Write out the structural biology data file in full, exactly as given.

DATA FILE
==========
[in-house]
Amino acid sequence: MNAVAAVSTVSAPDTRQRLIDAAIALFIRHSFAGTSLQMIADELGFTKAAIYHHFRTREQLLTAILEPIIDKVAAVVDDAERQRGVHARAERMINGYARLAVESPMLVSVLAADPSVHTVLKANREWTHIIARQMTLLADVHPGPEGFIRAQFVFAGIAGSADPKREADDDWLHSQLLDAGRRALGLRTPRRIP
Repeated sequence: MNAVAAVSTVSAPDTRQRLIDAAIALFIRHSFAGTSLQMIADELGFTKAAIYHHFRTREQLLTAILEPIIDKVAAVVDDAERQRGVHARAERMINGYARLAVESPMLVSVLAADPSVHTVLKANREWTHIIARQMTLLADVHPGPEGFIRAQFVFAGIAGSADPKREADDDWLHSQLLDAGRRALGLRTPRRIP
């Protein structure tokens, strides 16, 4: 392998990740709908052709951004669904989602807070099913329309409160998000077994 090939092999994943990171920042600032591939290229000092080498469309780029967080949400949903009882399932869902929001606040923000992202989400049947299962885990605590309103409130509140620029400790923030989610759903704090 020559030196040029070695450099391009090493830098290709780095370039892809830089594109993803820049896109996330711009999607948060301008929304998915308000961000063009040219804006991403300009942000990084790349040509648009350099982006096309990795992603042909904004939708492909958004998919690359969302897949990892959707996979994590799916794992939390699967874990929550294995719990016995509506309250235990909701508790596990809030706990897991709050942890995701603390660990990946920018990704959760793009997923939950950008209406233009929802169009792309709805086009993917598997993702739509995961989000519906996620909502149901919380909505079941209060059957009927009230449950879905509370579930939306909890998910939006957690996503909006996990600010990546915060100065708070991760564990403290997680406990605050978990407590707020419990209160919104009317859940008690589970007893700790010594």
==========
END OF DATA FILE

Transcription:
[in-house]
Amino acid sequence: MNAVAAVSTVSAPDTRQRLIDAAIALFIRHSFAGTSLQMIADELGFTKAAIYHHFRTREQLLTAILEPIIDKVAAVVDDAERQRGVHARAERMINGYARLAVESPMLVSVLAADPSVHTVLKANREWTHIIARQMTLLADVHPGPEGFIRAQFVFAGIAGSADPKREADDDWLHSQLLDAGRRALGLRTPRRIP
Repeated sequence: MNAVAAVSTVSAPDTRQRLIDAAIALFIRHSFAGTSLQMIADELGFTKAAIYHHFRTREQLLTAILEPIIDKVAAVVDDAERQRGVHARAERMINGYARLAVESPMLVSVLAADPSVHTVLKANREWTHIIARQMTLLADVHPGPEGFIRAQFVFAGIAGSADPKREADDDWLHSQLLDAGRRALGLRTPRRIP
């Protein structure tokens, strides 16, 4: 392998990740709908052709951004669904989602807070099913329309409160998000077994 090939092999994943990171920042600032591939290229000092080498469309780029967080949400949903009882399932869902929001606040923000992202989400049947299962885990605590309103409130509140620029400790923030989610759903704090 020559030196040029070695450099391009090493830098290709780095370039892809830089594109993803820049896109996330711009999607948060301008929304998915308000961000063009040219804006991403300009942000990084790349040509648009350099982006096309990795992603042909904004939708492909958004998919690359969302897949990892959707996979994590799916794992939390699967874990929550294995719990016995509506309250235990909701508790596990809030706990897991709050942890995701603390660990990946920018990704959760793009997923939950950008209406233009929802169009792309709805086009993917598997993702739509995961989000519906996620909502149901919380909505079941209060059957009927009230449950879905509370579930939306909890998910939006957690996503909006996990600010990546915060100065708070991760564990403290997680406990605050978990407590707020419990209160919104009317859940008690589970007893700790010594």